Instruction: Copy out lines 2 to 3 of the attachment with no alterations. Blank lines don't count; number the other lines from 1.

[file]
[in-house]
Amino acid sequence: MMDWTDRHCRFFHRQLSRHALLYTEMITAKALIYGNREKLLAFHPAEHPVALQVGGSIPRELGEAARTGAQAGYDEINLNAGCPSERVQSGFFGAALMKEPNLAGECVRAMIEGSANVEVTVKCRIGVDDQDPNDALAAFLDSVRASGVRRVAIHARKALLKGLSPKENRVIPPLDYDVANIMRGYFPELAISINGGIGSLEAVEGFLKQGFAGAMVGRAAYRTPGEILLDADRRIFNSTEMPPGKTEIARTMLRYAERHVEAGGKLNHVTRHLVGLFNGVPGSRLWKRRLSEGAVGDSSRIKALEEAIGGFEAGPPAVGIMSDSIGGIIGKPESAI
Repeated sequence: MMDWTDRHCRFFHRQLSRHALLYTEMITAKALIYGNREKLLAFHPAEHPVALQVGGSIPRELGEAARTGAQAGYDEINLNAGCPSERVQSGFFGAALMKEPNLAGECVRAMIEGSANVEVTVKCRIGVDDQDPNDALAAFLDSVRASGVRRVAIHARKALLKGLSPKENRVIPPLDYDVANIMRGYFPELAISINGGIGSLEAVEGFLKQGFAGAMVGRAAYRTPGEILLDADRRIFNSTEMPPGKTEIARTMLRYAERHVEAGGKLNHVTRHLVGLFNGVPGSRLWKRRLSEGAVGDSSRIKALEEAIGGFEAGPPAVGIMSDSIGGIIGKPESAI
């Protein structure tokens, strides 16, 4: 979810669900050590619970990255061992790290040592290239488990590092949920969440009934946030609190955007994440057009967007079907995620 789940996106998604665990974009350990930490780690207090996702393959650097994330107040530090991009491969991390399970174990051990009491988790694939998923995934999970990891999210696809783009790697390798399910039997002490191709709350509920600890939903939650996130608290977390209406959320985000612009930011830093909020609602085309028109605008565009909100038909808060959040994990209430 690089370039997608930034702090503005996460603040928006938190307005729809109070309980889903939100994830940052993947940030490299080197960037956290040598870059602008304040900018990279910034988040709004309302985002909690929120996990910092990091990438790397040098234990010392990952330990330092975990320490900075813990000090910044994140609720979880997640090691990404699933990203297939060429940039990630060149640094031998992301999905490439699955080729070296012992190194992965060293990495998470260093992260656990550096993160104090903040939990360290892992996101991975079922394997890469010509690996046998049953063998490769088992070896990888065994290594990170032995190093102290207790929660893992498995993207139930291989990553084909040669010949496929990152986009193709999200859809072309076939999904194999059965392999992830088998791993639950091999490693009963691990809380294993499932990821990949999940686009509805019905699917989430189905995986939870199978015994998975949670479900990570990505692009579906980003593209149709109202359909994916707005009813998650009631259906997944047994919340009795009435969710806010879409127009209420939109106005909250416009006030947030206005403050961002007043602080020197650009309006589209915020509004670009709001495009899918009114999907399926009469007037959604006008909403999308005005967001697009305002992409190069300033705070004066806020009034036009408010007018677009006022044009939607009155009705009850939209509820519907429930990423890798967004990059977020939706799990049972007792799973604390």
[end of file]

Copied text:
Amino acid sequence: MMDWTDRHCRFFHRQLSRHALLYTEMITAKALIYGNREKLLAFHPAEHPVALQVGGSIPRELGEAARTGAQAGYDEINLNAGCPSERVQSGFFGAALMKEPNLAGECVRAMIEGSANVEVTVKCRIGVDDQDPNDALAAFLDSVRASGVRRVAIHARKALLKGLSPKENRVIPPLDYDVANIMRGYFPELAISINGGIGSLEAVEGFLKQGFAGAMVGRAAYRTPGEILLDADRRIFNSTEMPPGKTEIARTMLRYAERHVEAGGKLNHVTRHLVGLFNGVPGSRLWKRRLSEGAVGDSSRIKALEEAIGGFEAGPPAVGIMSDSIGGIIGKPESAI
Repeated sequence: MMDWTDRHCRFFHRQLSRHALLYTEMITAKALIYGNREKLLAFHPAEHPVALQVGGSIPRELGEAARTGAQAGYDEINLNAGCPSERVQSGFFGAALMKEPNLAGECVRAMIEGSANVEVTVKCRIGVDDQDPNDALAAFLDSVRASGVRRVAIHARKALLKGLSPKENRVIPPLDYDVANIMRGYFPELAISINGGIGSLEAVEGFLKQGFAGAMVGRAAYRTPGEILLDADRRIFNSTEMPPGKTEIARTMLRYAERHVEAGGKLNHVTRHLVGLFNGVPGSRLWKRRLSEGAVGDSSRIKALEEAIGGFEAGPPAVGIMSDSIGGIIGKPESAI